Former Deputy Executive Director of UNICEF and Assistant Secretary-General of the United Nations Kul Chandra Gautam has penned a book exploring plethora of challenges – primarily economic and political – that Nepal faces and making suggestions for rebuilding the nation in the wake of decade-long Maoist conflict and protracted political transition, now followed by the devastating April 25 earthquake.
The publishers Publication said the book entitled “Lost in Transition: Rebuilding Nepal from the Maoist mayhem and mega earthquake” would be formally launched in Kathmandu on Saturday.
In his commentary, Gautam, with his experience as a development professional and a patriot, calls for an end to Nepal’s seemingly endless political transition and shifting the nation’s focus to economic development and social progress without further delay.
The reputed international diplomat has included an unsent letter to Maoist Chairman Pushpa Kamal Dahal “Prachanda” that he wrote in 2005 – urging the latter to give up the armed rebellion and make peace – and an epilogue on India’s de facto blockade against Nepal following the promulgation of new Constitution.
Gautam, who was one of the first persons to advocate for the United Nations’ good offices to resolve Nepal’s armed conflict, has dissected the bias of some members of the international community and UN officials in Nepal towards the Maoists after the former rebels joined the peace process through Comprehensive Peace Accord.
“If politicians, policymakers and the general public find my experiences and suggestions worth following to rebuild Nepal then I will feel truly happy,” Gautam said, exuding great confidence that Nepal can be turned into a peaceful and prosperous nation by following sensible and pragmatic policies of progressive socioeconomic transformation under a democratic framework, instead of further experimenting with outdated ideologies or parochial approaches.
According to the Publication, the book was originally planned to release the book right after the Constitution was promulgated. “With the recent unfolding of events we were forced to wait for some months,” Despite the ongoing crisis, we decided to move ahead and release the book now, as some of the author’s commentary are highly relevant in the current context.”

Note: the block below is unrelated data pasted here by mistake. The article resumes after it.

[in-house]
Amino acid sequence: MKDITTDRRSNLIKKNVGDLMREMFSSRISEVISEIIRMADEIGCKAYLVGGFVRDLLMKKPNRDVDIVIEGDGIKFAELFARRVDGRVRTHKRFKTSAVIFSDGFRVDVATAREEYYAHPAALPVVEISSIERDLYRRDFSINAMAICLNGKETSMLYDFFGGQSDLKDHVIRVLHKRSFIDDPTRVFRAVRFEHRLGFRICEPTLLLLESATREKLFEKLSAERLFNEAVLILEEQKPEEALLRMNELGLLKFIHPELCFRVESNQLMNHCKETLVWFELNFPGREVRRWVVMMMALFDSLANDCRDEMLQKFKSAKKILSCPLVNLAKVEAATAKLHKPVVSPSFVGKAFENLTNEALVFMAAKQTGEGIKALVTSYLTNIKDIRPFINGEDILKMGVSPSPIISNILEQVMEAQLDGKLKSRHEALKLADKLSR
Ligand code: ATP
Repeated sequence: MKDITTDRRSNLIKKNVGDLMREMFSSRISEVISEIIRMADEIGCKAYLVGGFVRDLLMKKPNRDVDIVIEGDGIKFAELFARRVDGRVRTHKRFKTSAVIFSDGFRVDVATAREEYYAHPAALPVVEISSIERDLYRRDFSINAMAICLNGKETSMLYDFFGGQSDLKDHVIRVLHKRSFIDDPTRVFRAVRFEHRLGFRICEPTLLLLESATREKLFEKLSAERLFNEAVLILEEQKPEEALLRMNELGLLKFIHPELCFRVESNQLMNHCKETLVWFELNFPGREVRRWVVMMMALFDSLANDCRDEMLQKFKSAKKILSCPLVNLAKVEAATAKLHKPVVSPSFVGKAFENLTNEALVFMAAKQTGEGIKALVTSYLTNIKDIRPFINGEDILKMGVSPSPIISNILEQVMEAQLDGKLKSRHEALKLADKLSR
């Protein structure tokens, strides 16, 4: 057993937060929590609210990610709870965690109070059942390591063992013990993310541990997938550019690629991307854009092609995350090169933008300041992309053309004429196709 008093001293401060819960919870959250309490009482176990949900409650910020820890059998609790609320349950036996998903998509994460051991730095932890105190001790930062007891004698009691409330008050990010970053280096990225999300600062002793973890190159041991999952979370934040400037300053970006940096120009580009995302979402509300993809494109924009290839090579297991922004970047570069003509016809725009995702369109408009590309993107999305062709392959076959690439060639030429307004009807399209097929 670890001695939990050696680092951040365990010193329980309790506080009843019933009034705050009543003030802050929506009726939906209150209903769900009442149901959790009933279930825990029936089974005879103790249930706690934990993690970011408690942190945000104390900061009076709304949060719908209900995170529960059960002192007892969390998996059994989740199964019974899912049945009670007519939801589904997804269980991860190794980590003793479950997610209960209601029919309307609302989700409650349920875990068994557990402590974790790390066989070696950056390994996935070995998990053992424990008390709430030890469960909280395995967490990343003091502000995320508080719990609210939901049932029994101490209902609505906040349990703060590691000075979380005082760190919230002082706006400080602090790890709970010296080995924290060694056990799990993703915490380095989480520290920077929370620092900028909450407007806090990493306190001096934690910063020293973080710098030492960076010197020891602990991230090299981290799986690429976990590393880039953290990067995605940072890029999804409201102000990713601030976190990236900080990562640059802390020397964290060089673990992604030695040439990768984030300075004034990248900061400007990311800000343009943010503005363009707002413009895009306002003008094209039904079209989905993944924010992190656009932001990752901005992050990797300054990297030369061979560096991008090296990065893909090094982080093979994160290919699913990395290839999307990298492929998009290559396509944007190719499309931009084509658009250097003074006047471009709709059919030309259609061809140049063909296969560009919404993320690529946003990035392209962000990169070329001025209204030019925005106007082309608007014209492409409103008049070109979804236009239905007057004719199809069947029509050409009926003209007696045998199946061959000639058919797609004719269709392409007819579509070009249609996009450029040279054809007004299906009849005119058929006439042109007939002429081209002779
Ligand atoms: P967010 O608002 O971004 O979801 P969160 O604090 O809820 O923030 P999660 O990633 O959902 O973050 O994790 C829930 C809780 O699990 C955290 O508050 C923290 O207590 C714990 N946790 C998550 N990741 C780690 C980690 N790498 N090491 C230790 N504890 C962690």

Former Regional Director of UN Development Fund for Women, Chandni Joshi, commented that Gautam’s book – written in a lucid, storytelling style – presents illuminating insights on how the Maoists sought to take advantage of the peace process, and how the international community was deceived and deluded by their progressive-sounding rhetoric.
“The book is a valuable gift for Nepal’s younger generation, as the author shares his inspiring vision for rebuilding a just and prosperous future,” Joshi said.
Prof. Kedar Bhakta Mathema, who served as the Vice-Chancellor of Tribhuvan University and Nepal’s Ambassador to Japan, hailed the book as “stimulating and provocative book replete with personal anecdotes that offers an invigorating blast of fresh air to the ongoing debates on the Maoist movement, the peace process, federalism, identity politics, the Constitution making and the rebuilding of Nepal”. “The author brings an observer’s sharp eyes and an analyst’s close grasp to subjects desperately in need of close scrutiny,” Mathema stated, “It is a book written with love for Nepal and must be read by all who wish to understand the context of Nepal’s political and development challenges.”
Likewise, Prof. Chaitanya Mishra is of the opinion that the book is a reasoned and visceral account of Nepal during 1995-2015 by a senior international civil servant who is pained to see missed opportunities for democracy and prosperity in his home country.
“The author delves deep to identify both the reasons for missed development and to seek solutions. Everybody interested in contemporary Nepal should read it,” Prof. Mishra has been quoted in a statement released by the publishers.
DB said in the statement that book has been priced at Rs 675 and would be available in all major book store by Saturday. Also, an e-book version would be available on Muncha’s KaKha for Android devices, and on Kathalaya’s WeRead for Android and iOS devices.